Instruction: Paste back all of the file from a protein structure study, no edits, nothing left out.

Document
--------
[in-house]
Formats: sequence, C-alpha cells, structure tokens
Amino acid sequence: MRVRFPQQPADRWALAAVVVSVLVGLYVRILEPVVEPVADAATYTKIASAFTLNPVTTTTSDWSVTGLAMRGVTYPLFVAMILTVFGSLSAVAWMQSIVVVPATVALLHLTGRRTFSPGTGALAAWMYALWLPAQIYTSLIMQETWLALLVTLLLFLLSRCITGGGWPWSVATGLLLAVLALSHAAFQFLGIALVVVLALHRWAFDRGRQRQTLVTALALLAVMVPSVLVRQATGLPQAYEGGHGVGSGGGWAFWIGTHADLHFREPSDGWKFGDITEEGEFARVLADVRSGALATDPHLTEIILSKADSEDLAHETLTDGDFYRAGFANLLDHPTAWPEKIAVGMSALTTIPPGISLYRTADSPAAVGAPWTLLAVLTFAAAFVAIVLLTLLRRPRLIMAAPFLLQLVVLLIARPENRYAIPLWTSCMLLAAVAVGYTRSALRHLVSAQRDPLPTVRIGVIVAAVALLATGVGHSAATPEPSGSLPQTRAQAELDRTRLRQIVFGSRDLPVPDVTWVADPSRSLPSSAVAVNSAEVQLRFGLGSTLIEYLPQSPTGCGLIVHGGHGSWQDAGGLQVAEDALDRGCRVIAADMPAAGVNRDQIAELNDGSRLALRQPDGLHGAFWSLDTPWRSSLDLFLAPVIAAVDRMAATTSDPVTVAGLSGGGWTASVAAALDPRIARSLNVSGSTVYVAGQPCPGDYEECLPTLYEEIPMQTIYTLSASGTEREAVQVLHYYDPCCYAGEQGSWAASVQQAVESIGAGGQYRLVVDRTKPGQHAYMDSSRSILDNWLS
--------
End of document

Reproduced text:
[in-house]
Formats: sequence, C-alpha cells, structure tokens
Amino acid sequence: MRVRFPQQPADRWALAAVVVSVLVGLYVRILEPVVEPVADAATYTKIASAFTLNPVTTTTSDWSVTGLAMRGVTYPLFVAMILTVFGSLSAVAWMQSIVVVPATVALLHLTGRRTFSPGTGALAAWMYALWLPAQIYTSLIMQETWLALLVTLLLFLLSRCITGGGWPWSVATGLLLAVLALSHAAFQFLGIALVVVLALHRWAFDRGRQRQTLVTALALLAVMVPSVLVRQATGLPQAYEGGHGVGSGGGWAFWIGTHADLHFREPSDGWKFGDITEEGEFARVLADVRSGALATDPHLTEIILSKADSEDLAHETLTDGDFYRAGFANLLDHPTAWPEKIAVGMSALTTIPPGISLYRTADSPAAVGAPWTLLAVLTFAAAFVAIVLLTLLRRPRLIMAAPFLLQLVVLLIARPENRYAIPLWTSCMLLAAVAVGYTRSALRHLVSAQRDPLPTVRIGVIVAAVALLATGVGHSAATPEPSGSLPQTRAQAELDRTRLRQIVFGSRDLPVPDVTWVADPSRSLPSSAVAVNSAEVQLRFGLGSTLIEYLPQSPTGCGLIVHGGHGSWQDAGGLQVAEDALDRGCRVIAADMPAAGVNRDQIAELNDGSRLALRQPDGLHGAFWSLDTPWRSSLDLFLAPVIAAVDRMAATTSDPVTVAGLSGGGWTASVAAALDPRIARSLNVSGSTVYVAGQPCPGDYEECLPTLYEEIPMQTIYTLSASGTEREAVQVLHYYDPCCYAGEQGSWAASVQQAVESIGAGGQYRLVVDRTKPGQHAYMDSSRSILDNWLS